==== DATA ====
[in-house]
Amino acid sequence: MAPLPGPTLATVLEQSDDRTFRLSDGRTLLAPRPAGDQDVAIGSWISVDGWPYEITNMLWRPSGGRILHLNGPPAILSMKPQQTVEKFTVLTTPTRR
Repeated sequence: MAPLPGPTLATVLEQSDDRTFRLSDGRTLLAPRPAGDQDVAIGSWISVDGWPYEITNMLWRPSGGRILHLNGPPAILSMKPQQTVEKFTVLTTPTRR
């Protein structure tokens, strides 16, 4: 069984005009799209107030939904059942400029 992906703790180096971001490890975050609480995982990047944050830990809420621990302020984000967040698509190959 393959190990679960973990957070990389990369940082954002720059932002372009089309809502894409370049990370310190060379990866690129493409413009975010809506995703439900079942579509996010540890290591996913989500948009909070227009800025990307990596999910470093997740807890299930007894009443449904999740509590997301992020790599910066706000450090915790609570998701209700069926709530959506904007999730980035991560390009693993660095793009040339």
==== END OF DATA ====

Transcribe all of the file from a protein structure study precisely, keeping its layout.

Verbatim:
[in-house]
Amino acid sequence: MAPLPGPTLATVLEQSDDRTFRLSDGRTLLAPRPAGDQDVAIGSWISVDGWPYEITNMLWRPSGGRILHLNGPPAILSMKPQQTVEKFTVLTTPTRR
Repeated sequence: MAPLPGPTLATVLEQSDDRTFRLSDGRTLLAPRPAGDQDVAIGSWISVDGWPYEITNMLWRPSGGRILHLNGPPAILSMKPQQTVEKFTVLTTPTRR
């Protein structure tokens, strides 16, 4: 069984005009799209107030939904059942400029 992906703790180096971001490890975050609480995982990047944050830990809420621990302020984000967040698509190959 393959190990679960973990957070990389990369940082954002720059932002372009089309809502894409370049990370310190060379990866690129493409413009975010809506995703439900079942579509996010540890290591996913989500948009909070227009800025990307990596999910470093997740807890299930007894009443449904999740509590997301992020790599910066706000450090915790609570998701209700069926709530959506904007999730980035991560390009693993660095793009040339």